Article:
Streets get torn up beginning Monday for new sewer line

Get a tall glass of water. This is going to be a big pill to swallow.

Beginning Monday, the town’s contractor will begin digging up Front Street to the traffic turnaround, and ferry lanes 1 and 2 to First Street to Court Street to Second Street to Culver Street to install a new sewer line.

Work hours: Monday through Friday, 7 a.m. to 7 p.m.

Where the contractor hits rock, he’ll blast.

Employees at Cannery Landing will have to find a different place to park for a while; getting deliveries to those shops will require some footwork. Residents of the condos will have to find a new place to park as well.

What will it be like to drive in the construction area? Think Guard Street. You’ll depend on flaggers to get you around equipment and workers.

The good news? It won’t take as long as originally thought to swallow this pill. The project was originally scheduled to end in spring; the contractor expects to finish up around Nov. 17. Gone will be an aged, decaying, leaky cast-iron underwater sewer line in the harbor; all waterfront properties that formerly depended on that line will now drain and flush into a new line upland.

More good news: The town’s engineer estimated that the project would cost $5.1 million; the winning bid came in at $3.5 million.

Still, that pill will have an aftertaste: The $3.5 million project will boost sewer rates from $79.64 to $87.81 a month.

“We will do our best to minimize any utility interruptions and try to notify (residents) in advance of any loss of service,” Mayor David F. Jones said in a press release. “As with any major utility replacement project, the streets will be congested with equipment and materials, but access to your homes and businesses will be maintained. There will be times, however, when you will be asked to wait while ditches are being filled or equipment moved.”

Debbie Pigman, executive director of the San Juan Island Chamber of Commerce, is acting as the business community’s liaison, according to the town. She will provide construction updates and schedule information related to the project in her e-mail blasts and at chamber meetings.

The leaky sewer pipe was a headache for the town. Rusted sections of pipe frequently broke, which resulted in sewage leaking into the harbor or salt water being sucked into the system, affecting wastewater treatment. Puget Soundkeeper Alliance threatened to sue the town for violating the Clean Water Act because treated wastewater discharges didn’t meet state standards, particularly after a break in the line.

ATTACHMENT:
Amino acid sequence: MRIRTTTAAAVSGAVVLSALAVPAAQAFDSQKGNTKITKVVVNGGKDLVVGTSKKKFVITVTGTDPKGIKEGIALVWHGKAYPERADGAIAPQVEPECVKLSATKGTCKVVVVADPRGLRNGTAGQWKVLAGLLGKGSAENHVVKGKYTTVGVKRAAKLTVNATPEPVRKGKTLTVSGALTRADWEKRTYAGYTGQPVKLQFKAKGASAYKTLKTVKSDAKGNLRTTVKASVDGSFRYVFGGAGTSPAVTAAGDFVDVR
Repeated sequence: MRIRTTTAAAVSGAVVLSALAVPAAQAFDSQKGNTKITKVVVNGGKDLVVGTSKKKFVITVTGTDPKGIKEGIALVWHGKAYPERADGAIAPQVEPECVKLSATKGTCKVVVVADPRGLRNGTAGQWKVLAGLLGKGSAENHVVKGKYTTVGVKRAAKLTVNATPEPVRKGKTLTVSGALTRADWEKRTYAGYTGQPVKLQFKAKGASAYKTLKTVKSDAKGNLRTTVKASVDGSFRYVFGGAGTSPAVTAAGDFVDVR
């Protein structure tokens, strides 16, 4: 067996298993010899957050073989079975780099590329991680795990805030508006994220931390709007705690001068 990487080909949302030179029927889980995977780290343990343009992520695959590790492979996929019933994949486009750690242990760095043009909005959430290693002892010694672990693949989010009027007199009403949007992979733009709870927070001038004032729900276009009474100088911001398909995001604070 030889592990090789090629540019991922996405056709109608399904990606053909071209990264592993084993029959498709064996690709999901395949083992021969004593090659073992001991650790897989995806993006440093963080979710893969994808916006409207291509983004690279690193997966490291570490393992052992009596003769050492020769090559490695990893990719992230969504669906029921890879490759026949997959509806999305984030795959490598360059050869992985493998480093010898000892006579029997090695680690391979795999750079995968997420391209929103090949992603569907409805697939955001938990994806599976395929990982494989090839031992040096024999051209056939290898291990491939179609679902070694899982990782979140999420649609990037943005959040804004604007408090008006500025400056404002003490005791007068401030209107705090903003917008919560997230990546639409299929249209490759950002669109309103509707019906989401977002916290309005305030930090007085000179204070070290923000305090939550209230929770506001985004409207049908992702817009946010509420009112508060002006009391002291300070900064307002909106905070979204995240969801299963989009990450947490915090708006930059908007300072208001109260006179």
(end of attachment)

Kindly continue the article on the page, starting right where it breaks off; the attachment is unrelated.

The state Department of Ecology agreed to help fund the sewer line replacement with grants and low-interest loans, with the proviso that the sewer line be moved out of the water.

Only a small portion of the new pipe is underwater, serving the homes on Warbass Way. It comes inland at the Cannery Landing parking lot. Waterfront businesses on Front Street will drain and flush into a new line on Front Street.

Much of the waterside work began in March, so the project has been largely unnoticed by landlubbers. Come Monday, that changes.

Town Administrator King Fitch’s advice: “Patience. Slow. Minimize your trips if possible. We’ll get you through, but it’s going to be rough in the meantime.”

Another idea: Walk, don’t drive, when you can. “It’s good for your health,” he said.

Nate Herring of San Juan Coffee Roasting Co. said he and other Cannery Landing business owners and employees will park their vehicles in Lot C and walk to work from there.

“We still haven’t figured out how we’re going to get things delivered down here, and probably people will have to go up top here and sort of stage things and bring them down to the businesses,” he said.

How can he make the experience easier for his customers?

“We haven’t really quite figured that out yet,” he said. “We’re thinking keeping the doors open, maybe extending our business hours to be a little bit more accommodating for the people that have to take the time to park uptown and walk all the way down here. We realize it’s longer … We have to sort of play it by ear. There’s not much we can actually do at this point.”